Kage Baker - The Life of the World to Come

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Genevieve

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Dec 3, 2004, 11:48:10 AM12/3/04
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Am I one of the few who was breathlessly waiting for the newest
Company book? I bought it at five-thirty in the evening, and had
devoured it by about ten-thirty. (I think this might indicate an
addiction. In which case, I don't want any help, thanks.) Because of
this, I'm still processing the whole thing, but overally, I was very
pleased with it. The only thing I object to is the absolutely ugly
cover, especially since the earlier books had much nicer ones.

It's the Alec book, and for anybody who read "Black Projects, White
Knights," the story "Smart Alec" is a major introductory chapter for
Alec Checkerfield and his life. The story of his growing up is
interspersed with that of a group of three men who fancy themselves
modern-day Inklings. Their plotline proves to be the answer to a lot
of questions raised by the early Company novels.

Some slight spoilers...


I'm still processing the ending, which is fairly twisty - it
definitely keeps the momentum of the series moving forward. I
actually am having some slight emotional turmoil over the book,
because I am so very attatched to "In The Garden of Iden," and
Nicholas and Mendoza's relationship in it, and how Nicholas thinks,
that I'm left almost feeling more sorry for him at the position the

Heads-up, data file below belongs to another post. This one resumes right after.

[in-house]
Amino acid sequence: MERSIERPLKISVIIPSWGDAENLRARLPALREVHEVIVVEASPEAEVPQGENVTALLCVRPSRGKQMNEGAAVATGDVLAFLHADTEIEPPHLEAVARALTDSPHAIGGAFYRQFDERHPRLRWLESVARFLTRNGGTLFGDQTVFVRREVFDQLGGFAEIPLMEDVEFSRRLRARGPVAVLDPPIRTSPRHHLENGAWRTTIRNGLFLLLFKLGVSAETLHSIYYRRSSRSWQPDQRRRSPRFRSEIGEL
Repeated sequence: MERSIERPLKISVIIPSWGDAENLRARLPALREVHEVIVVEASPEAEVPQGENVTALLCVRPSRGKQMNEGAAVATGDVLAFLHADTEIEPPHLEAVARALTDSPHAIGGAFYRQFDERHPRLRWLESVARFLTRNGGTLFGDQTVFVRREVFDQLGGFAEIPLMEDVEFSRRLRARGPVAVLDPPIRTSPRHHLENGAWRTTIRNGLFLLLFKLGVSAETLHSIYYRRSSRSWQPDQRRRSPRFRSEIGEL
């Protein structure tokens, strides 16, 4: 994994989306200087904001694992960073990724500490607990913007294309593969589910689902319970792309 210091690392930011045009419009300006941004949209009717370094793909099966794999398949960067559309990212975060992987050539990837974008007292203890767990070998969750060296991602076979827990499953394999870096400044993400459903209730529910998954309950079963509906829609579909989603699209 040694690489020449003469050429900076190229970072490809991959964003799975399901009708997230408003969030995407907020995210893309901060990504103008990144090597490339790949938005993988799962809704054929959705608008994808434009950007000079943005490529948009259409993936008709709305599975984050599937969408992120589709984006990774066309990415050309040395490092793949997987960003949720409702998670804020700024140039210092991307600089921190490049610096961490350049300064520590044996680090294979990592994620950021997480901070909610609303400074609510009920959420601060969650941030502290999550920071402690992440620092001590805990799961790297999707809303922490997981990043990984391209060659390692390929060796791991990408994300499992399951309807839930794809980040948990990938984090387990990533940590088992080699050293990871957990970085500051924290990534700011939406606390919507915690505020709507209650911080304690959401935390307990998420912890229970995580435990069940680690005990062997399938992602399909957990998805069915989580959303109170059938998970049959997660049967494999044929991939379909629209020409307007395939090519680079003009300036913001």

ending leaves him in. I like Edward a great deal, but he's much
tougher-minded, and also, it's Nicholas I cherish the most, so I wound
up feeling sort of watchdoggy about him, which was unexpected. Alec
is a nice person, but I do wind up not respecting him all that much
because the life of a Future Child leaves them so...well, childish.

For my own satisfaction, I also wanted the confrontation scene between
the trio and the Modern Inklings to be more of a smackdown, but that's
just my baser instincts getting the better of me.

Genevieve, who will reread with less speed and more thought next time

Rex Gatch

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Dec 3, 2004, 8:48:58 PM12/3/04
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siena...@gmail.com (Genevieve) wrote in message news:<58b1e6da.0412...@posting.google.com>...

Must admit I'm looking forward to reading it myself. My only regret
(apart from the fact that Kage Baker should be selling a hell of a
lot more books) is that we transitioned to the future so fast in the
series. Her future history like all future histories is only as so-so
convincing. Near future history is a bitch you are bound to mention
something that stops existing 5 years later (Enron, the WTC whatever.)
Somehow I felt the series was just more interesting in the past. Plus
I learned a lot of interesting stuff.
Regards
Rex Gatch

Damien Neil

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Dec 9, 2004, 3:08:07 AM12/9/04
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In article <58b1e6da.0412...@posting.google.com>, Genevieve

<siena...@gmail.com> wrote:
> Am I one of the few who was breathlessly waiting for the newest
> Company book? I bought it at five-thirty in the evening, and had
> devoured it by about ten-thirty. (I think this might indicate an